System Approach to Win-win Resolution of Conflicts

Len Kaplan
Ideation International Inc.
lkaplan@ideationtriz.com

Abstract. This paper introduces a model of a conflict situation developed in order to formulate a comprehensive set of “thinking directions” for a conflict resolution. It increases reliability of dispute mediation and helps disputants to find mutually acceptable Win-Win solution. Proposed approach can be used by most of conflict resolution techniques.


1 Conflict resolution: current approaches


1.1 Ways to resolve a conflict

Most of conflicts might be resolved simply by disputants’ listening to each other, by clarifying expectations and complains. Sometimes a solution is obvious, and people do not see it because they think of revenge rather than resolution. However, some disputes are so complicated that the only way to resolve them is invitation or intervention of mediator (Gage, Martin, Gromala, 2000): a supervising manager, a lawyer, a policeman, a psychotherapist, a priest, or a close friend.

Conflict mediation has its own rules, procedures, approaches and techniques (Moore, 1996). The most of them consider the conflict resolution as a process, with the following stages (Potter, 1996):

  1. Gathering information

  2. Solving a problem of the conflict

  3. Selection of mutually agreeable solution

  4. Implementation and follow-up

This process, if successful, should result in either Win-Win or Walk-Away solution. Win-Win solution resolves the conflict by satisfying interests of both disputants, and allows disputants to continue their relationships. Walk-Away solution resolves the conflict by breaking relationships between disputants, and allows disputants to satisfy their interests on their own. The Walk-Away solution, in this case, might be considered as a variation of Win-Win solution. Some authors (Fisher, Ury, Patton, 1991) name it BATNA, the Best Alternative To a Negotiated Agreement.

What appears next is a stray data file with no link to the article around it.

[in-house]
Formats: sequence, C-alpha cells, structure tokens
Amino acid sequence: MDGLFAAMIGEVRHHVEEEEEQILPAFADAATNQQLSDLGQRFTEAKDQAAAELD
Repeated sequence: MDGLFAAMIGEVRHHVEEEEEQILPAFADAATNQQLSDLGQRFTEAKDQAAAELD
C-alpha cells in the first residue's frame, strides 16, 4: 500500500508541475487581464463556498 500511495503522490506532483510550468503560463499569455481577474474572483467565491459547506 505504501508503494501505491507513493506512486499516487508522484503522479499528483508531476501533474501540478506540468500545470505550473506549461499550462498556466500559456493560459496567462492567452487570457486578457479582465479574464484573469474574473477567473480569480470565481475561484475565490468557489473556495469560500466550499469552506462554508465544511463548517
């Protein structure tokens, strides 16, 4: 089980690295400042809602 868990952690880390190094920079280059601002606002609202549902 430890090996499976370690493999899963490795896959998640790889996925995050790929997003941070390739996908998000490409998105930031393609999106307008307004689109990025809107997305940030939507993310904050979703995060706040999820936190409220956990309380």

The third way to resolve the conflict, the Win-Lose solution, is not likely to be implemented by disputants, and usually results in conflict escalation.

1.2 Shortcoming of current approaches

Special techniques and recommendations are developed for proper gathering of information on the conflict, selection of the most suitable solution, as well as for planning both implementation and follow-up (Moore, 1996; Potter, 1996; Kreidler, 1984). Following these suggestions helps mediator to pass these stages of process successfully. Dispute mediation is more likely to fail, as some authors admit (Potter, 1996), during the problem-solving stage. Reasons for these failures are as follows:

  1. A mediator should avoid suggesting solutions; solutions should be proposed by disputants, otherwise they won’t be implemented. Success of problem solving depends on creativity of disputants rather than on mediator’s facilitation abilities.

  2. Only Win-Win solutions beneficial for all disputants are acceptable. These solutions can be found by resolving contradictions embedded in the conflict situation. This requires substantial creativity on disputants’ side.

  3. Disputants are under stress, and their creativity is significantly impaired.

  4. People don’t like to solve problems. “Being faced with a problem becomes a problem” (Hicks, 2000)

1.2.1 Avoid suggestions

The reason for avoiding suggestions is as follows: